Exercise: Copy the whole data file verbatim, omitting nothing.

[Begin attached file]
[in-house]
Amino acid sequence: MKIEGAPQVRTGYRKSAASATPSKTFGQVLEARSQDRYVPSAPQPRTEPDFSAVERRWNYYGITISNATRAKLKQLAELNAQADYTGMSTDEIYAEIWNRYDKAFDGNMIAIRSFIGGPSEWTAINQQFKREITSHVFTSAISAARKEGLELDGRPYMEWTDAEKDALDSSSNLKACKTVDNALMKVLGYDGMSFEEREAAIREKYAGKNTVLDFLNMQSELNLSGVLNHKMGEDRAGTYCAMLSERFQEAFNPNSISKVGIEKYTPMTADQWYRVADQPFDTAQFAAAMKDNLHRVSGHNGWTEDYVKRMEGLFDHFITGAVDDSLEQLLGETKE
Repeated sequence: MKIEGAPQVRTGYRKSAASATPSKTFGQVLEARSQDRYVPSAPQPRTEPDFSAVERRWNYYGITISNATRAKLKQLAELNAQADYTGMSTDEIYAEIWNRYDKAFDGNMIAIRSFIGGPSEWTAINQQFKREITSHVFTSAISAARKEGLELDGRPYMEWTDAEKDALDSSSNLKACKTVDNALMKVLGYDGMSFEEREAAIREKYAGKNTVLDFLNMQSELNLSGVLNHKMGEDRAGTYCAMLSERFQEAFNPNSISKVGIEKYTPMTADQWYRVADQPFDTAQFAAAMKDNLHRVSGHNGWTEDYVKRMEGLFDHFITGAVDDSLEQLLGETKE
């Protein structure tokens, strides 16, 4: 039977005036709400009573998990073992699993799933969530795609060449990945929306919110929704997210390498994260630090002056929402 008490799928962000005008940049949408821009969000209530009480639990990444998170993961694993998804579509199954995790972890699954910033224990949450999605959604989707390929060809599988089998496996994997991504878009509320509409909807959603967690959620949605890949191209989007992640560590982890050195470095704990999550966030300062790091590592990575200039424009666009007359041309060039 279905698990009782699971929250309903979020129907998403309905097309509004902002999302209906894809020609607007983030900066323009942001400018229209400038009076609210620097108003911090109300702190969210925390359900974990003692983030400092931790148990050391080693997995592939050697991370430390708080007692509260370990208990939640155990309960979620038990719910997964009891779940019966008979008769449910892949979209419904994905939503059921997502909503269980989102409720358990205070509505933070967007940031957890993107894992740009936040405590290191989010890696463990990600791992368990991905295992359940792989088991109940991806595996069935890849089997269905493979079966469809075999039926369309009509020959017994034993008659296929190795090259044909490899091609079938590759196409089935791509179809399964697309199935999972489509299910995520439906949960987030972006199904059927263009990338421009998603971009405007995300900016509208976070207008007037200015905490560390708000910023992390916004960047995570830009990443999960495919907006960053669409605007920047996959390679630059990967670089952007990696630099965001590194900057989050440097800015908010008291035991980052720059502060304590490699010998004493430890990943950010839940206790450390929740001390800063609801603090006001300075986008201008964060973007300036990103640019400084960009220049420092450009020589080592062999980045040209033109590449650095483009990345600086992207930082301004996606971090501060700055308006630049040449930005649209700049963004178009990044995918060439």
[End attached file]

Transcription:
[in-house]
Amino acid sequence: MKIEGAPQVRTGYRKSAASATPSKTFGQVLEARSQDRYVPSAPQPRTEPDFSAVERRWNYYGITISNATRAKLKQLAELNAQADYTGMSTDEIYAEIWNRYDKAFDGNMIAIRSFIGGPSEWTAINQQFKREITSHVFTSAISAARKEGLELDGRPYMEWTDAEKDALDSSSNLKACKTVDNALMKVLGYDGMSFEEREAAIREKYAGKNTVLDFLNMQSELNLSGVLNHKMGEDRAGTYCAMLSERFQEAFNPNSISKVGIEKYTPMTADQWYRVADQPFDTAQFAAAMKDNLHRVSGHNGWTEDYVKRMEGLFDHFITGAVDDSLEQLLGETKE
Repeated sequence: MKIEGAPQVRTGYRKSAASATPSKTFGQVLEARSQDRYVPSAPQPRTEPDFSAVERRWNYYGITISNATRAKLKQLAELNAQADYTGMSTDEIYAEIWNRYDKAFDGNMIAIRSFIGGPSEWTAINQQFKREITSHVFTSAISAARKEGLELDGRPYMEWTDAEKDALDSSSNLKACKTVDNALMKVLGYDGMSFEEREAAIREKYAGKNTVLDFLNMQSELNLSGVLNHKMGEDRAGTYCAMLSERFQEAFNPNSISKVGIEKYTPMTADQWYRVADQPFDTAQFAAAMKDNLHRVSGHNGWTEDYVKRMEGLFDHFITGAVDDSLEQLLGETKE
């Protein structure tokens, strides 16, 4: 039977005036709400009573998990073992699993799933969530795609060449990945929306919110929704997210390498994260630090002056929402 008490799928962000005008940049949408821009969000209530009480639990990444998170993961694993998804579509199954995790972890699954910033224990949450999605959604989707390929060809599988089998496996994997991504878009509320509409909807959603967690959620949605890949191209989007992640560590982890050195470095704990999550966030300062790091590592990575200039424009666009007359041309060039 279905698990009782699971929250309903979020129907998403309905097309509004902002999302209906894809020609607007983030900066323009942001400018229209400038009076609210620097108003911090109300702190969210925390359900974990003692983030400092931790148990050391080693997995592939050697991370430390708080007692509260370990208990939640155990309960979620038990719910997964009891779940019966008979008769449910892949979209419904994905939503059921997502909503269980989102409720358990205070509505933070967007940031957890993107894992740009936040405590290191989010890696463990990600791992368990991905295992359940792989088991109940991806595996069935890849089997269905493979079966469809075999039926369309009509020959017994034993008659296929190795090259044909490899091609079938590759196409089935791509179809399964697309199935999972489509299910995520439906949960987030972006199904059927263009990338421009998603971009405007995300900016509208976070207008007037200015905490560390708000910023992390916004960047995570830009990443999960495919907006960053669409605007920047996959390679630059990967670089952007990696630099965001590194900057989050440097800015908010008291035991980052720059502060304590490699010998004493430890990943950010839940206790450390929740001390800063609801603090006001300075986008201008964060973007300036990103640019400084960009220049420092450009020589080592062999980045040209033109590449650095483009990345600086992207930082301004996606971090501060700055308006630049040449930005649209700049963004178009990044995918060439």